• MI-8 – Rep. Elissa Slotkin (D) – Defeated Mike Bishop (R)
  • MI-11 – Rep. Haley Stevens (D) – Replaced David Trott (R)
  • NJ-11 – Rep. Mikie Sherrill (D) – Replaced Rodney Frelinghuysen
  • NM-2 – Rep. Xochitl Torres Small (D) – Replaced Steve Pearce (R)
  • NY-22 – Rep. Anthony Brindisi (D) – Defeated Claudia Tenney (R)
  • OK-5 – Rep. Kendra Horn (D) – Defeated Steve Russell (R)
  • SC-1 – Rep. Joe Cunningham (D) – Replaced Mark Sanford (R)
  • UT-4 – Rep. Ben McAdams (D) – Defeated Mia Love (R)
  • VA-2 – Rep. Elaine Luria (D) – Defeated Scott Taylor (R)
  • VA-7 – Rep. Abigail Spanberger (D) – Defeated Dave Brat (R)

Continue reading

2020 Senate Review – Part III

By Jim Ellis

March 27, 2019
— The third and final segment of our three-part Senate review covers the races alphabetically from North Carolina through Wyoming, with a re-visit to the new open seat in New Mexico:

  • New Mexico – Sen. Tom Udall (D)Open Seat – Since our Senate review began, Sen. Udall, who looked to be a lock for election to a third term, announced he will not run in 2020. Democrats will be favored to hold the seat, but Republicans have won statewide races here as late as 2014, so the potential for a competitive 2020 campaign exists.
    So far, Attorney General Hector Balderas (D) and US Rep. Ben Ray Lujan (D-Nambe/Santa Fe) both confirm they are considering running, as is 2018 Republican nominee Mick Rich. Two individuals have already said they will not enter the Senate race: Gov. Michelle Lujan Grisham (D) and Santa Fe Mayor Alan Webber (D). Many more potential candidacies from both parties are being discussed. Currently, this open seat earns at the very least a Lean Democrat rating but is realistically Likely Democratic.

  • North Carolina – Sen. Thom Tillis (R) – This will be a top-tier race, as are almost all North Carolina Senate races. Sen. Tillis ousted then-Sen. Kay Hagan (D) in 2014 in a state that has re-elected only one senator since the days of Sam Ervin (D) and Jesse Helms (R).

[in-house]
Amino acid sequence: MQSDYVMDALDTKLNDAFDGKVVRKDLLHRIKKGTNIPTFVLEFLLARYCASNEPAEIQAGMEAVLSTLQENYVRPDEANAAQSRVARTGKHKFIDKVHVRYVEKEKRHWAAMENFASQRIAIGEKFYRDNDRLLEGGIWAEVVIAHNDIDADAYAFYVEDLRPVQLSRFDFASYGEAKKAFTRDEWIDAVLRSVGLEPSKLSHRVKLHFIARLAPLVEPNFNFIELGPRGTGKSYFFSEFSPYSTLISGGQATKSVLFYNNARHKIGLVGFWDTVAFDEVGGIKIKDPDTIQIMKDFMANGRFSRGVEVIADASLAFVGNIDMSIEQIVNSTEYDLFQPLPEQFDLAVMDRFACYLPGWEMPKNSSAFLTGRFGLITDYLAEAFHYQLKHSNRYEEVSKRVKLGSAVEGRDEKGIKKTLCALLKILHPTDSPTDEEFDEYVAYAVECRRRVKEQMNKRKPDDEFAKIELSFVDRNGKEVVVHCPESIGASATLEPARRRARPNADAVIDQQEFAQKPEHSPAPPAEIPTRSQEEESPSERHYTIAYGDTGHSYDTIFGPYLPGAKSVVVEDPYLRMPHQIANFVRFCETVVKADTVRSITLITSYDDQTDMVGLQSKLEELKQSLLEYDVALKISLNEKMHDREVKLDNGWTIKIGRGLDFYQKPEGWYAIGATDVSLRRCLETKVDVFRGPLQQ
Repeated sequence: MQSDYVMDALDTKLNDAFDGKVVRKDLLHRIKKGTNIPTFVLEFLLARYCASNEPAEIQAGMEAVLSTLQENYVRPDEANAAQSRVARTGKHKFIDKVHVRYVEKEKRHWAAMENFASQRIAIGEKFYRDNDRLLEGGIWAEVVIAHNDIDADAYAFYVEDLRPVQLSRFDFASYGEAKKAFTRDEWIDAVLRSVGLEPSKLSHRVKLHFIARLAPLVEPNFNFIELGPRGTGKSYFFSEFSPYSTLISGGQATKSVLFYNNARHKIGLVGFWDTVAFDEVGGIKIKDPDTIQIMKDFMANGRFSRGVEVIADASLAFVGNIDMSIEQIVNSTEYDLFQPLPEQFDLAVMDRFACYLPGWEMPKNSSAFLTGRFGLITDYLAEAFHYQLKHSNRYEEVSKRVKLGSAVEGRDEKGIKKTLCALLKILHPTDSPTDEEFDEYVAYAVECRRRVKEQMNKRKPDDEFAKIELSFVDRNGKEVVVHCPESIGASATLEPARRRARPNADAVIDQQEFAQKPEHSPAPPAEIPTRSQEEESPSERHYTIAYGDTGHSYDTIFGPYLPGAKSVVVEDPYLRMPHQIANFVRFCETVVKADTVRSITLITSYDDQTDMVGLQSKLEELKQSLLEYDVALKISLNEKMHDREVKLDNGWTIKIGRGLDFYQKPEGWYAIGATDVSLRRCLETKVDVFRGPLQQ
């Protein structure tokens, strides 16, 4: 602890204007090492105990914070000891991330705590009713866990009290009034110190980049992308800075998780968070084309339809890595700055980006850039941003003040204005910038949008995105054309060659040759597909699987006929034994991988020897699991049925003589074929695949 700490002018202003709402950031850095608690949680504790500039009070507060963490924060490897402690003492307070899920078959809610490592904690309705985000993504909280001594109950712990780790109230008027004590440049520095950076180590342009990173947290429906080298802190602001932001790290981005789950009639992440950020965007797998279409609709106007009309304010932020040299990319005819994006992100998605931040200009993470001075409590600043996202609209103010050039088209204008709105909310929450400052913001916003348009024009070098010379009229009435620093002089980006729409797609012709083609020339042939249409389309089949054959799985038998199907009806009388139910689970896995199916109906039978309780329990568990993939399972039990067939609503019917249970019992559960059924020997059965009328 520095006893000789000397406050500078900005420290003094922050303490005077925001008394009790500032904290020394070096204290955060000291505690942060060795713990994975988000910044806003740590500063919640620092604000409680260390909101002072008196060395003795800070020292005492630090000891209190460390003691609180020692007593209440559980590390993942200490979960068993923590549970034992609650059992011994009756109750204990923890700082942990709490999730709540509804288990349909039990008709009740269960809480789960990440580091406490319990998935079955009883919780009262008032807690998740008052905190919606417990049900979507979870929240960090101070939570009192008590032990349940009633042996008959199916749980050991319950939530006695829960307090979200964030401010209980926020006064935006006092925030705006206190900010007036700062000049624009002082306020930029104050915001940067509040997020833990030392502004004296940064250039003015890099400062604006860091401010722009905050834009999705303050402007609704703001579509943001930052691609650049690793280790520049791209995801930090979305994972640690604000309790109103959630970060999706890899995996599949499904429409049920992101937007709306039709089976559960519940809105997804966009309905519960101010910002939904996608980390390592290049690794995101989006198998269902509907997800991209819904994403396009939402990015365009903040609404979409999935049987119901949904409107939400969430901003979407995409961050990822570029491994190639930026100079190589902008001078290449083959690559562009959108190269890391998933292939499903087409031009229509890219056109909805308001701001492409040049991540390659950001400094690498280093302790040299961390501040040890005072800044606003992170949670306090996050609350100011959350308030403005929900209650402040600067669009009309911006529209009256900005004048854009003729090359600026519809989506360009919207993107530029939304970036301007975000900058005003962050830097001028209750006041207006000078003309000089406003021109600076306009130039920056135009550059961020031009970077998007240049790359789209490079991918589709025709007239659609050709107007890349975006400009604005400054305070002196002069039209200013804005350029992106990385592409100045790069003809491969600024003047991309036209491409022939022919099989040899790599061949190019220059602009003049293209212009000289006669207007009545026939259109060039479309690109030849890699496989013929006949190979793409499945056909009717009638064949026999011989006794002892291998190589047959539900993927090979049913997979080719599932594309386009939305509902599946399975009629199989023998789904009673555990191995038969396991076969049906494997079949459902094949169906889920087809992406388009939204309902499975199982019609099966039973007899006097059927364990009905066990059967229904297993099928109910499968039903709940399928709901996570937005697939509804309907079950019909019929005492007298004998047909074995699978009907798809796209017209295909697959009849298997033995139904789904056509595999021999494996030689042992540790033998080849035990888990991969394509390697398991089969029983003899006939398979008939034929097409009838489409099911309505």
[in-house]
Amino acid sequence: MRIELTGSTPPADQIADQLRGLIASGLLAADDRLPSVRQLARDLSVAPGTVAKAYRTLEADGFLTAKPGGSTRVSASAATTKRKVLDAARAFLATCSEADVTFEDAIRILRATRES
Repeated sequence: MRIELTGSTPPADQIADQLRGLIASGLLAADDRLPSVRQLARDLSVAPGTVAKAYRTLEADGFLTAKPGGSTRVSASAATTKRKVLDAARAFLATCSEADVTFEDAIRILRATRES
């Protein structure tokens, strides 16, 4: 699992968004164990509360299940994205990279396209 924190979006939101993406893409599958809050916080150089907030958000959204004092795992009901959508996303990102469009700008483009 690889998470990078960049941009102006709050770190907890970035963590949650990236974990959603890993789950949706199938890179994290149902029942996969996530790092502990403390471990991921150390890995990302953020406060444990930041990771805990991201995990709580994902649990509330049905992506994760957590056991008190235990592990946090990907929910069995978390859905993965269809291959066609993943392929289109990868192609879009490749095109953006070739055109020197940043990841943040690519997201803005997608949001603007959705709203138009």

The Democrats failed to recruit their top target in Attorney General Josh Stein (D), and so far, their field is second tier. Only Mecklenburg County commissioner-at-large Trevor Fuller (D) and state Sen. Erica Smith (D-Gaston) have declared their candidacy.
    Sen. Tillis received pushback for originally opposing President Trump’s emergency border declaration, which has fueled rumors of a potential primary challenge. Therefore, the North Carolina campaign is in a state of flux. Much will change here in the coming year to affect the outcome. Currently, rate this seat as Lean Republican.

  • Oklahoma – Sen. Jim Inhofe (R) – The major discussion surrounds whether 84-year-old veteran Sen. Inhofe will retire. If he runs, the election campaign may be slightly more competitive based upon the 2018 Oklahoma results, in which the Democrats made some significant gains. Even if they continue to build momentum, their chances of winning a statewide election in the Sooner State still remain slim. Likely Republican until it becomes clear whether or not Sen. Inhofe will seek re-election.

  • Continue reading

Kentucky Gubernatorial Race
Challengers Emerging

By Jim Ellis

Unpopular Kentucky Gov. Matt Bevin (R)